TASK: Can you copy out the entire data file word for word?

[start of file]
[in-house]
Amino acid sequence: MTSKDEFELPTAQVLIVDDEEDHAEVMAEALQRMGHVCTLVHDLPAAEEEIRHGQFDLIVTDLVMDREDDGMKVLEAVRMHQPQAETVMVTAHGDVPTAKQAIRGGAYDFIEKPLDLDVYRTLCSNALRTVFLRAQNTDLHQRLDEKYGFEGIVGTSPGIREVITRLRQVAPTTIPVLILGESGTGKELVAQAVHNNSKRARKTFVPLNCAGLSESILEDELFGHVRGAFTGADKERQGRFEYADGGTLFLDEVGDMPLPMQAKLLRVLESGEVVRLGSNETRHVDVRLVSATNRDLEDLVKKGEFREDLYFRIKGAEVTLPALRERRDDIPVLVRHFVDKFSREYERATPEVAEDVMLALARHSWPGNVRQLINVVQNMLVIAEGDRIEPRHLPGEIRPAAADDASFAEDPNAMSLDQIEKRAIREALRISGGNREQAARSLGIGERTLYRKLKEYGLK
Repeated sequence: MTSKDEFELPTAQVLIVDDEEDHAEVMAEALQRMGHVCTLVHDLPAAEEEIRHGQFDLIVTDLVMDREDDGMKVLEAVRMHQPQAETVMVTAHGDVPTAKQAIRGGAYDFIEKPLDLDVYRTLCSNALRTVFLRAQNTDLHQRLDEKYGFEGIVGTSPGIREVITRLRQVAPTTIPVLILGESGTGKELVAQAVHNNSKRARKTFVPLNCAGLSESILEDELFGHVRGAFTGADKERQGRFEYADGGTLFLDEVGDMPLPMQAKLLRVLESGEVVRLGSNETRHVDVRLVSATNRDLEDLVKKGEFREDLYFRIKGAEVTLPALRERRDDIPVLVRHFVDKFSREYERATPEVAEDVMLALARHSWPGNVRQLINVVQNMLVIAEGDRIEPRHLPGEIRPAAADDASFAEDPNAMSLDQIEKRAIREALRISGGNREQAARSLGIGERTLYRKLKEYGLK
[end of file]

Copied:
[in-house]
Amino acid sequence: MTSKDEFELPTAQVLIVDDEEDHAEVMAEALQRMGHVCTLVHDLPAAEEEIRHGQFDLIVTDLVMDREDDGMKVLEAVRMHQPQAETVMVTAHGDVPTAKQAIRGGAYDFIEKPLDLDVYRTLCSNALRTVFLRAQNTDLHQRLDEKYGFEGIVGTSPGIREVITRLRQVAPTTIPVLILGESGTGKELVAQAVHNNSKRARKTFVPLNCAGLSESILEDELFGHVRGAFTGADKERQGRFEYADGGTLFLDEVGDMPLPMQAKLLRVLESGEVVRLGSNETRHVDVRLVSATNRDLEDLVKKGEFREDLYFRIKGAEVTLPALRERRDDIPVLVRHFVDKFSREYERATPEVAEDVMLALARHSWPGNVRQLINVVQNMLVIAEGDRIEPRHLPGEIRPAAADDASFAEDPNAMSLDQIEKRAIREALRISGGNREQAARSLGIGERTLYRKLKEYGLK
Repeated sequence: MTSKDEFELPTAQVLIVDDEEDHAEVMAEALQRMGHVCTLVHDLPAAEEEIRHGQFDLIVTDLVMDREDDGMKVLEAVRMHQPQAETVMVTAHGDVPTAKQAIRGGAYDFIEKPLDLDVYRTLCSNALRTVFLRAQNTDLHQRLDEKYGFEGIVGTSPGIREVITRLRQVAPTTIPVLILGESGTGKELVAQAVHNNSKRARKTFVPLNCAGLSESILEDELFGHVRGAFTGADKERQGRFEYADGGTLFLDEVGDMPLPMQAKLLRVLESGEVVRLGSNETRHVDVRLVSATNRDLEDLVKKGEFREDLYFRIKGAEVTLPALRERRDDIPVLVRHFVDKFSREYERATPEVAEDVMLALARHSWPGNVRQLINVVQNMLVIAEGDRIEPRHLPGEIRPAAADDASFAEDPNAMSLDQIEKRAIREALRISGGNREQAARSLGIGERTLYRKLKEYGLK